• January 9, 1962 to May 7, 1975 in Vietnam: Boots-on-the-ground in Vietnam, veterans with service aboard a ship that operated in the inland waterways of Vietnam (i.e., Brown Water veterans), or veterans with service aboard a ship in Vietnam’s territorial seas (i.e., Blue Water Navy veterans)
  • September 1, 1967 to August 31, 1971 in the DMZ: On or near the Korean demilitarized zone (DMZ)
  • 1969 to 1986, C-123 aircraft: Active duty and reservist personnel who had regular contact with C-123 aircraft

As of the authorization of the PACT Act, VA also expanded its presumptions related to Agent Orange exposure to include veterans with active military, naval, air, or space service in the following locations and time periods:

  • January 9, 1962 to May 7, 1975 in the Republic of Vietnam
  • January 9, 1962 to June 30 1976 in Thailand: At any US or Thai base without regard to the Veteran’s MOS or where on base they were located
  • December 1, 1965 to September 30, 1969 in Laos
  • April 16, 1969 to April 30, 1969 in Cambodia: Specifically at Mimot or Krek, Kampong Cham Province
  • January 9, 1962 to July 30, 1980 in Guam, American Samoa, or in the territorial waters
  • January 1, 1972 to September 30, 1977 at Johnson Atoll: Johnston Atoll or a ship that called at Johnston Atoll

To be eligible for this presumption, veterans simply must have evidence that they served in one of the qualifying Agent Orange locations during the qualifying periods and have a diagnosis of a respiratory cancer.  Again, VA only awards presumptive service connection if the respiratory cancer is the primary cancer.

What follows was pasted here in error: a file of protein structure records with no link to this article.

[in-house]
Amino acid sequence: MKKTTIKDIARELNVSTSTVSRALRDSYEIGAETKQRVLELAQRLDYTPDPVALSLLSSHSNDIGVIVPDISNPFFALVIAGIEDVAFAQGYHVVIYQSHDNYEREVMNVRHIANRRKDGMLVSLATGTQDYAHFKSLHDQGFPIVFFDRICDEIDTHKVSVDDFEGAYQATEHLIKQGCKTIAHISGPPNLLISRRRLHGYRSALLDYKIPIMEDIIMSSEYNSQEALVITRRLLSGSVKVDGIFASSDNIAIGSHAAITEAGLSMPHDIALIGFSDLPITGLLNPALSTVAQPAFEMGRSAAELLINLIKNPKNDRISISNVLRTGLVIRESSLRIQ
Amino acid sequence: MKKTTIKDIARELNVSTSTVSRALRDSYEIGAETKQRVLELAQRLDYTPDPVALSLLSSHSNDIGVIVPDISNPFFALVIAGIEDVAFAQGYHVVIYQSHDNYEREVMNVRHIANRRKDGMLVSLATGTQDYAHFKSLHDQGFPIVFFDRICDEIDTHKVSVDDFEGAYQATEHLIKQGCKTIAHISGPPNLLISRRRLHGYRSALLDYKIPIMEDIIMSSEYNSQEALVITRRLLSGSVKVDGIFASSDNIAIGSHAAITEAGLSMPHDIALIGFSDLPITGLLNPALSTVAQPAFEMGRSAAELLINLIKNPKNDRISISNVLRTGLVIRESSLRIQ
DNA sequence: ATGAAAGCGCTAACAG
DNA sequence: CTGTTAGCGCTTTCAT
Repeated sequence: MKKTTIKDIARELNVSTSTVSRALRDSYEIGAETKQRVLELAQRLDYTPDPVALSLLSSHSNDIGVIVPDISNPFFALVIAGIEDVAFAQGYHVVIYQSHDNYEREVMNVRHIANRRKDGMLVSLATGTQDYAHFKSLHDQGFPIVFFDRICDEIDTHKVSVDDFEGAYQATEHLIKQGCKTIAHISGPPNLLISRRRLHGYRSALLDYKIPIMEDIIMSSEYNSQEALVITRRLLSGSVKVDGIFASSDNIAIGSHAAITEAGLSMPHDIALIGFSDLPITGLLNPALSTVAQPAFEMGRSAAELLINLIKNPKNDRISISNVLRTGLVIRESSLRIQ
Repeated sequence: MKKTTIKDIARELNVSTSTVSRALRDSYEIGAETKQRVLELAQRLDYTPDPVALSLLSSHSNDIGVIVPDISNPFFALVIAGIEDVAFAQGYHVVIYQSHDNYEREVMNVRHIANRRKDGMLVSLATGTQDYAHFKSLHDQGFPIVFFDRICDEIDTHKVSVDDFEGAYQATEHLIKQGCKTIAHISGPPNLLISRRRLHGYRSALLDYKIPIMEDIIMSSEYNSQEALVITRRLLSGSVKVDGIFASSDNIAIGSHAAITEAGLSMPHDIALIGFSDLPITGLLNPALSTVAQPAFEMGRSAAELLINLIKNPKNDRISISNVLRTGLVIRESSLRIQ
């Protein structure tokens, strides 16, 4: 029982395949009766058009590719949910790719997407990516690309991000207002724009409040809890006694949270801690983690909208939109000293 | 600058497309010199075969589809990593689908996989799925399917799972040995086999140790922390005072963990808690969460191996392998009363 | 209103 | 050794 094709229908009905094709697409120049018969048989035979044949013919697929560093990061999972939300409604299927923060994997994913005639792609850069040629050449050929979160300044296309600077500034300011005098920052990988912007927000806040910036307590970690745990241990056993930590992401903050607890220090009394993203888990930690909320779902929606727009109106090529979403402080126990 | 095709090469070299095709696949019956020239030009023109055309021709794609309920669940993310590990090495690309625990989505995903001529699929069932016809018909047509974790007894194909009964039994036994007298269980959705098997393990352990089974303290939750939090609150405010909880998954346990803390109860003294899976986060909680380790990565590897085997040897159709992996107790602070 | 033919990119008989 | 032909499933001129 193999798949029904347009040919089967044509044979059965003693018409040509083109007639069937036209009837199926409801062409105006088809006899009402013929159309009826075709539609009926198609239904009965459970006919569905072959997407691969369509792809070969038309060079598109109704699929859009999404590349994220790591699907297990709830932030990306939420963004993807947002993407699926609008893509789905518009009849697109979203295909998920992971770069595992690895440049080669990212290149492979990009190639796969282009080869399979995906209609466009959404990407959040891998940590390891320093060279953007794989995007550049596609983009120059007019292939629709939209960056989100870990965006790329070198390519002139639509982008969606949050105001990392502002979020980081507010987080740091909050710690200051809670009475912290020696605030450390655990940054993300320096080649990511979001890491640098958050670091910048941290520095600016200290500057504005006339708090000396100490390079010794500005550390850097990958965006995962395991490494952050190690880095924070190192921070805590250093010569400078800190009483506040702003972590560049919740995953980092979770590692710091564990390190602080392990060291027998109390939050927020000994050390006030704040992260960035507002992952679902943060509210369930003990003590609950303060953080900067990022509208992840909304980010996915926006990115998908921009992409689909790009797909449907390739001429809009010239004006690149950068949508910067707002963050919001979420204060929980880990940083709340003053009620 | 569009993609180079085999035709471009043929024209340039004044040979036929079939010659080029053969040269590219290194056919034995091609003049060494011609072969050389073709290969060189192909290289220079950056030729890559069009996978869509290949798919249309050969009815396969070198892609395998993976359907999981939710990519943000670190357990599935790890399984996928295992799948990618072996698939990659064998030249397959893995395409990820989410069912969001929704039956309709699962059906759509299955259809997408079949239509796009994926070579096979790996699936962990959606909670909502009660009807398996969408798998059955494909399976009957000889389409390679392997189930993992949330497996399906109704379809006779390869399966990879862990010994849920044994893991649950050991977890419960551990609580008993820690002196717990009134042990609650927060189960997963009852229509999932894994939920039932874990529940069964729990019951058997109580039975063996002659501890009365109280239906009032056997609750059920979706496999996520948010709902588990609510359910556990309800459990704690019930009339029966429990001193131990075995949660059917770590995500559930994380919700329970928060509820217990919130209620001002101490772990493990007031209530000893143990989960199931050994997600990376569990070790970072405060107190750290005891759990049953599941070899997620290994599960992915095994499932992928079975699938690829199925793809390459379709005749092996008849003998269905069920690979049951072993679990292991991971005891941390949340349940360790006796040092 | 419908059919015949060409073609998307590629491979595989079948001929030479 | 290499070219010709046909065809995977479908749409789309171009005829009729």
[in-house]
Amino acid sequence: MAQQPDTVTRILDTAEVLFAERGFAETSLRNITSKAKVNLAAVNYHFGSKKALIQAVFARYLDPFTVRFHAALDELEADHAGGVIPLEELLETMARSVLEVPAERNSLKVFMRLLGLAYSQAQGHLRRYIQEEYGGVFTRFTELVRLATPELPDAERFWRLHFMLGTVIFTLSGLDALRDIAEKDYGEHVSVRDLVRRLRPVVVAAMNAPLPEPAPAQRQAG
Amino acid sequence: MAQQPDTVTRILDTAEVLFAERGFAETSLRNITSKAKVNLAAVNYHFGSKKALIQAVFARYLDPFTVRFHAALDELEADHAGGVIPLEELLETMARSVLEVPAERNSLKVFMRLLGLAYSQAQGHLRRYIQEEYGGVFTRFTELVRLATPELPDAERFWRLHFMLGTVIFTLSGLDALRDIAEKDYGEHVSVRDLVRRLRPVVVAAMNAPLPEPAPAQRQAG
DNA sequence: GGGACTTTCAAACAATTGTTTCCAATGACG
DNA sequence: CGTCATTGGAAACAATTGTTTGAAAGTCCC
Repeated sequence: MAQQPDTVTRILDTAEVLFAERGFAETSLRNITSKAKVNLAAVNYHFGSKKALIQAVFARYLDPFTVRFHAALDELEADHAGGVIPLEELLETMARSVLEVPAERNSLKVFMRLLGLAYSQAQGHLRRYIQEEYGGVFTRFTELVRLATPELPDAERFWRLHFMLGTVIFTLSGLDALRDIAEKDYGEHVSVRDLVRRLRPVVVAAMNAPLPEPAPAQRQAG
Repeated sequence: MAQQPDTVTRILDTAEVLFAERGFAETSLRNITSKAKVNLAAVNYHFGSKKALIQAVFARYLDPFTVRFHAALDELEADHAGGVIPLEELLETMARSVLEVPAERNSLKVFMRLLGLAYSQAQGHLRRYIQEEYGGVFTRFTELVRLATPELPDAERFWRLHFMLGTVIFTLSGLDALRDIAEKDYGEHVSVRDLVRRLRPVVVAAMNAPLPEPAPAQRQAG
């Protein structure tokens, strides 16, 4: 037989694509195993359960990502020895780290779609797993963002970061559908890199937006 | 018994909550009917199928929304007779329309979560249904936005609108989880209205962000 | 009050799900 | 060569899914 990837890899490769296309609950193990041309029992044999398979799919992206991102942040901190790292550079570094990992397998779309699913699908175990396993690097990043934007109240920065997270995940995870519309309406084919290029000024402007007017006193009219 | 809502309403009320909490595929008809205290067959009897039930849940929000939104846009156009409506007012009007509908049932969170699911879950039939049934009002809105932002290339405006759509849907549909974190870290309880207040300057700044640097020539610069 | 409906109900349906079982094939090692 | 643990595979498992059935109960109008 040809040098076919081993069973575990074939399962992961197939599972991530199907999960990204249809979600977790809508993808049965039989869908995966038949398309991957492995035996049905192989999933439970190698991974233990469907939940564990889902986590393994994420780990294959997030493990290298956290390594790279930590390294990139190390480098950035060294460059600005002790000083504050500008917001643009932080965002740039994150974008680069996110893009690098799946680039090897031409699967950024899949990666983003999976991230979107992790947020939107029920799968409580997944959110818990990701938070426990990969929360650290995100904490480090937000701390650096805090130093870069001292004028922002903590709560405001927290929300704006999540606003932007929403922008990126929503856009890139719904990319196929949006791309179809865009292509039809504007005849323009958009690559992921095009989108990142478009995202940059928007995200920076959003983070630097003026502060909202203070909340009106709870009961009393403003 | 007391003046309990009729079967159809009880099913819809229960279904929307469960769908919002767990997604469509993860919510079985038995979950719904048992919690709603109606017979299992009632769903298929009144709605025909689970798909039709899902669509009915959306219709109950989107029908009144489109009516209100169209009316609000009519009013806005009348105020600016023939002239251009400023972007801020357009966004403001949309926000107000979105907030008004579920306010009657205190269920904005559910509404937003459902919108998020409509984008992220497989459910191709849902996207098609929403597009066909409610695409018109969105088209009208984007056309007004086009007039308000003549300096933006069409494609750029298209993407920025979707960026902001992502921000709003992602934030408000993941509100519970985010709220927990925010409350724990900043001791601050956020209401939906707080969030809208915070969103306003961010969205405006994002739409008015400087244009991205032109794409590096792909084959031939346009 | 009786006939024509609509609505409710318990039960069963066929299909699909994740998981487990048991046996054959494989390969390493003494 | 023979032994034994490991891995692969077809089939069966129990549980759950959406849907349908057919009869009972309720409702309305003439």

View the full list of Agent Orange presumptive conditions here.

Direct Service Connection for Respiratory Cancer

If you do not qualify for presumptive service connection for respiratory cancer, you must show evidence of the following three things to be eligible for VA disability benefits:

  • An in-service event, injury, or illness;
  • A current diagnosis by a medical professional;
  • A medical nexus, or link, between the in-service event and current diagnosis.

When seeking service connection on a direct basis, it is important to demonstrate a connection between your military service and respiratory cancer.  You can show evidence of this connection by securing a private nexus opinion from a medical professional and/or by submitting lay evidence.  Lay evidence, or lay statements, can be written by you or anyone who knows you and can speak to your condition.

VA may also schedule you for a Compensation and Pension (C&P) exam to determine if a connection exists.

VA Disability Ratings for Respiratory Cancers

When respiratory cancers are malignant, or active, they are generally rated under 38 CFR § 4.97, Schedule of ratings – Respiratory System, using Diagnostic Code 6819.  VA automatically assigns a 100 percent disability rating to veterans with a service-connected active cancer, including any type of respiratory cancer.  This rating continues for as long as the cancer is active, and then for another six months following the successful completion of a treatment program, such as chemotherapy, radiation, or surgery.

VA will then schedule a C&P examination to reevaluate the status of the respiratory cancer.  If the exam shows that the veteran’s cancer is in remission, VA will assign a disability rating based on its residuals.  For example, a common residual of respiratory cancer is restrictive lung disease.  If a veteran develops this, they will be rated using the General Rating Formula for Restrictive Lung Disease.

Other common residuals of respiratory cancers include:

  • Anxiety
  • Depression
  • Sleeplessness
  • Panic Attacks
  • Scars
  • Shortness of breath
  • Impaired lung function

va disability ratings for cancer explained: agent orange, burn pits, camp lejeune, radiation, 100% VA disability for cancer

Was Your VA Disability Claim Denied?

If VA denied you service connection for respiratory cancer, Chisholm Chisholm & Kilpatrick LTD may be able to help.  The accredited attorneys and claims agents at CCK have decades of experience assisting veterans in obtaining their rightfully earned benefits, and we can put our resources to work for you.

Call CCK today at 800-544-9144 to schedule a free consultation.